Human milk oligosaccharides (HMO) are abundant in human milk (5-20 g/L) (1) and exert numerous beneficial effects (2-4). The two predominant HMO are lacto-N-tetraose (LNT) and 2´-fucosyllactose (2´-FL), although 2´-FL presence depends upon maternal secretor type (1). Bovine milk oligosaccharide content and composition are lower and less complex (5), thus infant formulae are nearly devoid of oligosaccharides (6). Most contain prebiotics, but large scale production has enabled the recent addition of 2´-FL and LNnT to formula (6). Note that LNT type 1 and LNnT type 2 cores differ, which affects their recognition (7) and utilization (8), thus their functionality is likely not identical.

Two randomized clinical trials have investigated adding HMO to formula (9, 10). In the first, infants were fed control formula (CF) or formula containing 0.2 or 1.0 g/L 2´-FL for the first 4 months of life and were compared to a breast-fed (BF) reference (9). All formulae also contained galactooligosaccharides, which was reduced in the 2´-FL formulae to maintain a total oligosaccharide content of 2.4 g/L. Growth, stool consistency or adverse events were similar across treatments (9). Immune outcomes were assessed in these infants using blood samples collected on day of life 42 (11).

Infants fed the 2´-FL formulae did not differ from BF, but had 29 to 83% lower plasma proinflammatory cytokine concentrations than CF-fed infants. In terms of immune cells, BF infants had higher total T-cell and cytotoxic (CD8+) T-cells than CF-fed infants. Total T-cells in infants fed 2´-FL were intermediate between BF and CF, and CD8+ T cells in infants fed 1.0 g/L 2´-FL were intermediate between BF and CF (11).

In the second study, infants received a CF or a formula with 1.0 g/L 2´-FL and 0.5 g/L LNnT for 6 months, after which all were fed the CF until 12 months of age (10). Weight gain and digestive symptoms were similar in both groups, except infants fed HMO had softer stool and fewer nighttime wake-ups at 2 months. Secondary outcomes showed that consuming HMO-supplemented formula reduced parent- reported morbidity (particularly bronchitis) and antipyretics and antibiotics use (10). In addition, the HMO formula shifted the microbiome composition to be more similar to that of BF and increased Bifidobacterium abundance (12). Taken together, supplementing formula with 2´-FL or 2´-FL+LNnT affected infant immunity, reduced infection and medication use, and increased bifidobacteria abundance, thus narrowing the gap between breast-and formula-fed infants.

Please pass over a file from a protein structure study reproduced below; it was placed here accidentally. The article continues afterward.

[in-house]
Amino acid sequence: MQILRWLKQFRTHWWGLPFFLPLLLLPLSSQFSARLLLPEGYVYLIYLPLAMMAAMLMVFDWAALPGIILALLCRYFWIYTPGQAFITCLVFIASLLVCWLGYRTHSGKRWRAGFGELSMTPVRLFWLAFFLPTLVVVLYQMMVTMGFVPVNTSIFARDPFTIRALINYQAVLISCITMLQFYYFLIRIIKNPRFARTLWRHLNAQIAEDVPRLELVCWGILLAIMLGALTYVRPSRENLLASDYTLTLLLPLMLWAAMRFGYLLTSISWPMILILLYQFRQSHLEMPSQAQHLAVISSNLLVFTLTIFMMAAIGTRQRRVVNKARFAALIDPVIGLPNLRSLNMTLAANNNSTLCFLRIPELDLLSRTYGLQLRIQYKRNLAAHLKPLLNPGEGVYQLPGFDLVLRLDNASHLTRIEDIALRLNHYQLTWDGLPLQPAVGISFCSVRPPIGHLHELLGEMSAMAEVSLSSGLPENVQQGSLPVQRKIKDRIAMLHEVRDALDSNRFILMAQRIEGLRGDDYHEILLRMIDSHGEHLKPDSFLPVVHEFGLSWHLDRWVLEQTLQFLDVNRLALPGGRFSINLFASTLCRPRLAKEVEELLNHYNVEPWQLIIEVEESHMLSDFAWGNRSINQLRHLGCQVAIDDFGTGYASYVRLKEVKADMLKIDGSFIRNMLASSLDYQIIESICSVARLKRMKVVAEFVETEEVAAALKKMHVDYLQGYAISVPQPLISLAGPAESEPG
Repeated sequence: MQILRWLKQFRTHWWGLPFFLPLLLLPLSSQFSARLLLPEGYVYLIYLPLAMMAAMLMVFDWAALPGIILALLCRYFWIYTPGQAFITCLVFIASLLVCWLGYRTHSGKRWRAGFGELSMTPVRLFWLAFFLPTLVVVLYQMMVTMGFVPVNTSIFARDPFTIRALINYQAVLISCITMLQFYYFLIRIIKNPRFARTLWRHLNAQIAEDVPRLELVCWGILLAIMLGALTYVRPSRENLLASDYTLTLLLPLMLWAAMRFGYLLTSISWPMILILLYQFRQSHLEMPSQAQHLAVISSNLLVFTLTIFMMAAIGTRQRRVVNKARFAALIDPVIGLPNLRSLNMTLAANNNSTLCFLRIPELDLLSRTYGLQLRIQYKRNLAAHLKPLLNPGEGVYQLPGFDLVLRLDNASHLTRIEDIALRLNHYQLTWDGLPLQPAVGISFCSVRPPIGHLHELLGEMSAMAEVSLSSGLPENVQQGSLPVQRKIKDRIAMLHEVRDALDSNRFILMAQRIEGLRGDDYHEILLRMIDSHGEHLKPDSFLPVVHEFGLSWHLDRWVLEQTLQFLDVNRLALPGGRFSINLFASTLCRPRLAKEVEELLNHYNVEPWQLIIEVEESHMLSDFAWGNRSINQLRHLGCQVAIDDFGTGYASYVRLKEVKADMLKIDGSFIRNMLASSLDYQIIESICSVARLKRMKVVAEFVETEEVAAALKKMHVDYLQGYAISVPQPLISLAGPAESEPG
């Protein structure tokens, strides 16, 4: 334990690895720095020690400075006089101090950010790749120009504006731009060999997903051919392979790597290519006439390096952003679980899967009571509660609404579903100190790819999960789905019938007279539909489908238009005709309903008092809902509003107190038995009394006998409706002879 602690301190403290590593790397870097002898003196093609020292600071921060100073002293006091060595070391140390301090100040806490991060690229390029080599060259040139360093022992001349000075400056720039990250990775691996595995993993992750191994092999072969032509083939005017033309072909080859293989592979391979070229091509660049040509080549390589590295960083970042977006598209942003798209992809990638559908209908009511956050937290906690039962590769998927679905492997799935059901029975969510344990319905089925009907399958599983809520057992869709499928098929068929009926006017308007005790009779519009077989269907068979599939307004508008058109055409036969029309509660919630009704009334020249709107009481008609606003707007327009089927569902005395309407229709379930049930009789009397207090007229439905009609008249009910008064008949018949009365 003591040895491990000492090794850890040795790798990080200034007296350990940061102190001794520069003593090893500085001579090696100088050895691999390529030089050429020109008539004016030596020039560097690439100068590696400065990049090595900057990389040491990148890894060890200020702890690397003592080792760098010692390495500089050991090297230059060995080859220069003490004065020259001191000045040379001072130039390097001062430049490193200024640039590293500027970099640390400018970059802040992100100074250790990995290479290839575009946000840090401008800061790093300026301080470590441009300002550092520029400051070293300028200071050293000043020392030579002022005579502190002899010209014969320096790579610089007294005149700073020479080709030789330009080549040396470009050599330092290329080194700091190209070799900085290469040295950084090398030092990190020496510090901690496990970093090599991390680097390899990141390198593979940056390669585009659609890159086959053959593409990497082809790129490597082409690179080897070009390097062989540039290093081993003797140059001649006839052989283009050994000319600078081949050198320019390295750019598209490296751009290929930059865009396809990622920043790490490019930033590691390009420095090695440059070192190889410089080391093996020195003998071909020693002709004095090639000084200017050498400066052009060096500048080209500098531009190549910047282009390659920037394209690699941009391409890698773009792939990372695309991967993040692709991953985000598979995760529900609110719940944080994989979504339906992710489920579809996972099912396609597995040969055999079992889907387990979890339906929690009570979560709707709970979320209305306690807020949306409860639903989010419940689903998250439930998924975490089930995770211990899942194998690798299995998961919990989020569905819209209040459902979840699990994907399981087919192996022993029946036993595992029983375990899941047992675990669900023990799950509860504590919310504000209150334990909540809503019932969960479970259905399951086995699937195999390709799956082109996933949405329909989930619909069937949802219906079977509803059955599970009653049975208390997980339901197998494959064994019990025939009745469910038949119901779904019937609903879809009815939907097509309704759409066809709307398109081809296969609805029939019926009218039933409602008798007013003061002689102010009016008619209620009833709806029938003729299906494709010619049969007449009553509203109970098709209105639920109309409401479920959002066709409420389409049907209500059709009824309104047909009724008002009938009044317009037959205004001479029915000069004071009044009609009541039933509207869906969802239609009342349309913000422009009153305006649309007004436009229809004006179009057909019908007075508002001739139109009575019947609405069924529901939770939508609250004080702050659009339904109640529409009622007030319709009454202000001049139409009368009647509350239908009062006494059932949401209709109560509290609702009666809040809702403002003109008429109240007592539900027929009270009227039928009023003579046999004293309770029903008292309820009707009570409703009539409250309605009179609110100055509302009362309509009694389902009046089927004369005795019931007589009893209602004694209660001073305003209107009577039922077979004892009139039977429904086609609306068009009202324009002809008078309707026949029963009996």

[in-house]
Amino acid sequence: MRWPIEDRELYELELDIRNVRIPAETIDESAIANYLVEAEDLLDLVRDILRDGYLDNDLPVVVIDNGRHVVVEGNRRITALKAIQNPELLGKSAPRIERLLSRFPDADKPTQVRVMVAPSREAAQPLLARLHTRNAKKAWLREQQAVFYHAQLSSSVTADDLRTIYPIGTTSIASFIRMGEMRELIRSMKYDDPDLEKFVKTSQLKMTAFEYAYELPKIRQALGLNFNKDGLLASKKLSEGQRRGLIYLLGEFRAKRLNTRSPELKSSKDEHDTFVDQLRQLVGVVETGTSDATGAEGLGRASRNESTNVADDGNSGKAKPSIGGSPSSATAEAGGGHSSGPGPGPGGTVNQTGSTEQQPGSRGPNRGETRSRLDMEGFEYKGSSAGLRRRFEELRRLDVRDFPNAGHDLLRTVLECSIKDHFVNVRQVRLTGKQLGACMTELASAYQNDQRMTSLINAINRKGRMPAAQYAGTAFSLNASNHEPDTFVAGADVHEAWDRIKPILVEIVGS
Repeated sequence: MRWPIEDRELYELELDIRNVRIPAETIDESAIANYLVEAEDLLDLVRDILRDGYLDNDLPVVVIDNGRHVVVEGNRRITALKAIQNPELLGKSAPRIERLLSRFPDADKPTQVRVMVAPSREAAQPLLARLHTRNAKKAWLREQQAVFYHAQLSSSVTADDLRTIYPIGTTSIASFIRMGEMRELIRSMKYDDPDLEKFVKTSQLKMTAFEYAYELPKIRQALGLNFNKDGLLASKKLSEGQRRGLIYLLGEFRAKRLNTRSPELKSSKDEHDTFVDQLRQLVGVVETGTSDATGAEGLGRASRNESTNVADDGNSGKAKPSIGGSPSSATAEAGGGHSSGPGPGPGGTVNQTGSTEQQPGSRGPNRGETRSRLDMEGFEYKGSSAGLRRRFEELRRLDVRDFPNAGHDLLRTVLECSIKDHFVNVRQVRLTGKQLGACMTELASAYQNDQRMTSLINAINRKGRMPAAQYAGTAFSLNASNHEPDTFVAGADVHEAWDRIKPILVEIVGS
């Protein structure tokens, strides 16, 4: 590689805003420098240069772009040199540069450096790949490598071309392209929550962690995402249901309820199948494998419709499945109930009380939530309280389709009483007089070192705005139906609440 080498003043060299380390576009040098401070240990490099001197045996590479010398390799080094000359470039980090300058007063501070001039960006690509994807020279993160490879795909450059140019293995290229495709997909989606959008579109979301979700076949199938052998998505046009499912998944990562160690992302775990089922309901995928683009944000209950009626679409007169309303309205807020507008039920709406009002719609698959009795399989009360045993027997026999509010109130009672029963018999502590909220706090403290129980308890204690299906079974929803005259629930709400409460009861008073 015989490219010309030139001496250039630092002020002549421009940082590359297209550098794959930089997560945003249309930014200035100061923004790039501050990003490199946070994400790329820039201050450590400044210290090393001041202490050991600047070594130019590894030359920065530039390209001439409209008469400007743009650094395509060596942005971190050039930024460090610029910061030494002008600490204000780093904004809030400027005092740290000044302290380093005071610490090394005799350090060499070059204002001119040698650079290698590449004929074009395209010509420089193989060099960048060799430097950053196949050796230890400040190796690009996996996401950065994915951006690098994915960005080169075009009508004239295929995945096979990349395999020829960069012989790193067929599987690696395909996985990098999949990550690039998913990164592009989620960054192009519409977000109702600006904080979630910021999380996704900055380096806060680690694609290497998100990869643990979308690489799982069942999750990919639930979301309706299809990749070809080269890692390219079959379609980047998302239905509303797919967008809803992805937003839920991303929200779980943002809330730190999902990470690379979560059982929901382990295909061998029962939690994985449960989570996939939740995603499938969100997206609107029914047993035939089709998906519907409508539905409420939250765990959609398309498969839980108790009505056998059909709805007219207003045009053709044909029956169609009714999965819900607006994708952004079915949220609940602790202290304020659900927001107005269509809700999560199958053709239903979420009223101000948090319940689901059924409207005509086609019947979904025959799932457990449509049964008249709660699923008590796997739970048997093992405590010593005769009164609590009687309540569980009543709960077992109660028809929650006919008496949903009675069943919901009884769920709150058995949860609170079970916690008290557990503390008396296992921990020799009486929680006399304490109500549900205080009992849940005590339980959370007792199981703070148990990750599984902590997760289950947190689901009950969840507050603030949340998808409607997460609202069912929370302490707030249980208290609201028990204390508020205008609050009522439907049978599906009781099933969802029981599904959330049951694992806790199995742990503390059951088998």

References

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7. Bohari MH, Yu X, Zick Y, Blanchard H. Structure-based rationale for differential recognition of lacto- and neolacto- series glycosphingolipids by the N-terminal domain of human galectin-8. Sci Rep. 6: 39556. doi: 10.1038/srep39556
8. Özcan E, Sela DA. Inefficient metabolism of the human milk oligosaccharides Lacto-N-tetraose and Lacto-N-neotetraose shifts Bifidobacterium longum subsp. infantis physiology. Front Nutr. 2018; 5:46. doi: 10.3389/fnut.2018.00046
9. Marriage BJ, Buck RH, Goehring KC, Oliver JS, Williams JA. Infants fed a lower calorie formula with 2’FL show growth and 2’FL uptake like breast-fed infants. J Pediatr Gastroenterol Nutr. 2015; 61:649-658.
10. Puccio G, Alliet P, Cajozzo C, Janssens E, Corsello G, Sprenger N, Wernimont S, Egli D, Gosoniu L, Steenhout P. Effects of infant formula with human milk oligosaccharides on growth and morbidity: A randomized multicenter trial. J Pediatr Gastroenterol Nutr. 2017; 64:624-631.
11.Goehring KC, Marriage BJ, Oliver JS, Wilder JA, Barrett EG, Buck RH. Similar to those who are breastfed, infants fed a formula containing 2’-fucosyllactose have lower inflammatory cytokines in a randomized controlled trial. J Nutr. 2016; 146:2559-2566.
12. Steenhout Ph, Sperisen P, Martin F-P, Sprenger N, Wernimont S, Pequet S, Berger B. Term infant formula supplemented with human milk oligosaccharides (2’Fucosyllactose and Lacto-N-neotetraose) shifts stool microbiota and metabolic signatures closer to that of breastfed infants. FASEB J. 2016; 30:275.7.